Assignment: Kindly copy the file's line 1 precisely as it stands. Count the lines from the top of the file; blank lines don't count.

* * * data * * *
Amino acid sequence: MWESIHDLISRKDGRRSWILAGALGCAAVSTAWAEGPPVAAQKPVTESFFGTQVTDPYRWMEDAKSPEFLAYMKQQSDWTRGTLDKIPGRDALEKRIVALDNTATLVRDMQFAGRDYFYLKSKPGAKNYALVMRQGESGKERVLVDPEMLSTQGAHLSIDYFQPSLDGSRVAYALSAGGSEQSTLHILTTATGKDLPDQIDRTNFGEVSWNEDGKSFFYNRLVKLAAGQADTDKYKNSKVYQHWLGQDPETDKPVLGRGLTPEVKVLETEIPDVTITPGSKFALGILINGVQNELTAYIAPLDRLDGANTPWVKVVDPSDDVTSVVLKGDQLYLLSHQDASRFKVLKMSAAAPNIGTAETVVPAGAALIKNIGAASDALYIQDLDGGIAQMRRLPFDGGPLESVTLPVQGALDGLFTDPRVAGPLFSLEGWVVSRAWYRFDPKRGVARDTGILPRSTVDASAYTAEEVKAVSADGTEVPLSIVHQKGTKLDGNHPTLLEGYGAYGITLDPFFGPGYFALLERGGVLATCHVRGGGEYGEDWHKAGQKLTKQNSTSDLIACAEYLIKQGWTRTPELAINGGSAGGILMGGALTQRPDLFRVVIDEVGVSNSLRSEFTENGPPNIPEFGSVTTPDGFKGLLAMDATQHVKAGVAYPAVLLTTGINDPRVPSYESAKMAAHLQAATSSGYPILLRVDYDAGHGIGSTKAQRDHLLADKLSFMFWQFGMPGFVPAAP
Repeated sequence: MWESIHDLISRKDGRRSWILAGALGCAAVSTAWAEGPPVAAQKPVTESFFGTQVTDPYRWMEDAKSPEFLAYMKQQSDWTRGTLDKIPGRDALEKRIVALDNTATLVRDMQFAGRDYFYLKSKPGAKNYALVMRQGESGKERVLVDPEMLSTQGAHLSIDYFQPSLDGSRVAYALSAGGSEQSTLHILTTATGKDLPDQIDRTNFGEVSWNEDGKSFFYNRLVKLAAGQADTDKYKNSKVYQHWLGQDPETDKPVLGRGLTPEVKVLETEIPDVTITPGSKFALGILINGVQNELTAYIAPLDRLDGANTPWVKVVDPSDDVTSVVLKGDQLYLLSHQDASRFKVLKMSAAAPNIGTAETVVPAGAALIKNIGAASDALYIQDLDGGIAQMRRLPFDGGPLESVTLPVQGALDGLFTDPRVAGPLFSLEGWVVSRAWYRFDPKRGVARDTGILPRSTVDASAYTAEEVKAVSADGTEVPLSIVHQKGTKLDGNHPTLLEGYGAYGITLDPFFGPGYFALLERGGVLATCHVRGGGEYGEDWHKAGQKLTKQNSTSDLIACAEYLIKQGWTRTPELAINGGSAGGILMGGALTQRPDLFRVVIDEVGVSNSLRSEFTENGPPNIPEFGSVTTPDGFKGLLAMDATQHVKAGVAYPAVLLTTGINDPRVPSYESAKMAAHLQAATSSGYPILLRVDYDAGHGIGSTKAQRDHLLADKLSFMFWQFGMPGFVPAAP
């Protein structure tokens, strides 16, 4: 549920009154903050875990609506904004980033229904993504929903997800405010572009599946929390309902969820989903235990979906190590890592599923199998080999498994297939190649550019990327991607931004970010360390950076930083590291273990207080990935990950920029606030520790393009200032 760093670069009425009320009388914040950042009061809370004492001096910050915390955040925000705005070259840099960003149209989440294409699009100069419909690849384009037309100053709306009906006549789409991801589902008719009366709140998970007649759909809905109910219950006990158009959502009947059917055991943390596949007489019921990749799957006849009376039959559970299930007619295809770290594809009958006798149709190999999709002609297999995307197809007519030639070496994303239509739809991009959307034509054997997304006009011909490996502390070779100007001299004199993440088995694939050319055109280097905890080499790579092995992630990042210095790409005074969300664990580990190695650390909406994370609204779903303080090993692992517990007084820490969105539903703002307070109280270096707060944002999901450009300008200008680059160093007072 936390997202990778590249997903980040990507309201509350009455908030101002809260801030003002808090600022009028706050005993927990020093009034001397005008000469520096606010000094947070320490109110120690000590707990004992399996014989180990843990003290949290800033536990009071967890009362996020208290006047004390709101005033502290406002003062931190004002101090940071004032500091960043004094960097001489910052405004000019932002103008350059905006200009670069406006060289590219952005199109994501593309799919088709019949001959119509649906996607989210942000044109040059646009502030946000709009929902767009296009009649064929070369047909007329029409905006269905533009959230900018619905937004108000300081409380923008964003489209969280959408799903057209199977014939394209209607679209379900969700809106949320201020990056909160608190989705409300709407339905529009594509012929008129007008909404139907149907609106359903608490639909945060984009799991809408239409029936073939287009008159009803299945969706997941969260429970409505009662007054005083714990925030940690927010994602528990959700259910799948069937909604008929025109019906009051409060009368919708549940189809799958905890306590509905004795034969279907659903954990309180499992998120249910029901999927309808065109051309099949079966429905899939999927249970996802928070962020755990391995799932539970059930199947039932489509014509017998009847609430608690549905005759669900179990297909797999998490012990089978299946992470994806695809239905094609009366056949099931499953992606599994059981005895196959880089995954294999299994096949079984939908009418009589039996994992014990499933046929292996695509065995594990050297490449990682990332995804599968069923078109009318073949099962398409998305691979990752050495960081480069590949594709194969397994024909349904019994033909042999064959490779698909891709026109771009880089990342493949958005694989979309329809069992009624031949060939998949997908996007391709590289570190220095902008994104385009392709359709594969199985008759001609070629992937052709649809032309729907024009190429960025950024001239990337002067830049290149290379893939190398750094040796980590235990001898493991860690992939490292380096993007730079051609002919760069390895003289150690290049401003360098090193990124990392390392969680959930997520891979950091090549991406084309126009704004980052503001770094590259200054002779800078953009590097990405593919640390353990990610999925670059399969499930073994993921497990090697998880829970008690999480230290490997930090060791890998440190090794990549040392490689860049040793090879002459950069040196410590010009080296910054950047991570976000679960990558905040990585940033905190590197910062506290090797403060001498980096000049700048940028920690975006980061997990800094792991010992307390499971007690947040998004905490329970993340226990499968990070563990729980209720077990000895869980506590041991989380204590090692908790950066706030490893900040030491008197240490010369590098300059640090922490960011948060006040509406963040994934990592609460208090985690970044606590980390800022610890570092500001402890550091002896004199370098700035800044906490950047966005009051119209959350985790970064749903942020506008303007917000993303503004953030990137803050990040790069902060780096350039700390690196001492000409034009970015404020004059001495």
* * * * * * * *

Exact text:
Amino acid sequence: MWESIHDLISRKDGRRSWILAGALGCAAVSTAWAEGPPVAAQKPVTESFFGTQVTDPYRWMEDAKSPEFLAYMKQQSDWTRGTLDKIPGRDALEKRIVALDNTATLVRDMQFAGRDYFYLKSKPGAKNYALVMRQGESGKERVLVDPEMLSTQGAHLSIDYFQPSLDGSRVAYALSAGGSEQSTLHILTTATGKDLPDQIDRTNFGEVSWNEDGKSFFYNRLVKLAAGQADTDKYKNSKVYQHWLGQDPETDKPVLGRGLTPEVKVLETEIPDVTITPGSKFALGILINGVQNELTAYIAPLDRLDGANTPWVKVVDPSDDVTSVVLKGDQLYLLSHQDASRFKVLKMSAAAPNIGTAETVVPAGAALIKNIGAASDALYIQDLDGGIAQMRRLPFDGGPLESVTLPVQGALDGLFTDPRVAGPLFSLEGWVVSRAWYRFDPKRGVARDTGILPRSTVDASAYTAEEVKAVSADGTEVPLSIVHQKGTKLDGNHPTLLEGYGAYGITLDPFFGPGYFALLERGGVLATCHVRGGGEYGEDWHKAGQKLTKQNSTSDLIACAEYLIKQGWTRTPELAINGGSAGGILMGGALTQRPDLFRVVIDEVGVSNSLRSEFTENGPPNIPEFGSVTTPDGFKGLLAMDATQHVKAGVAYPAVLLTTGINDPRVPSYESAKMAAHLQAATSSGYPILLRVDYDAGHGIGSTKAQRDHLLADKLSFMFWQFGMPGFVPAAP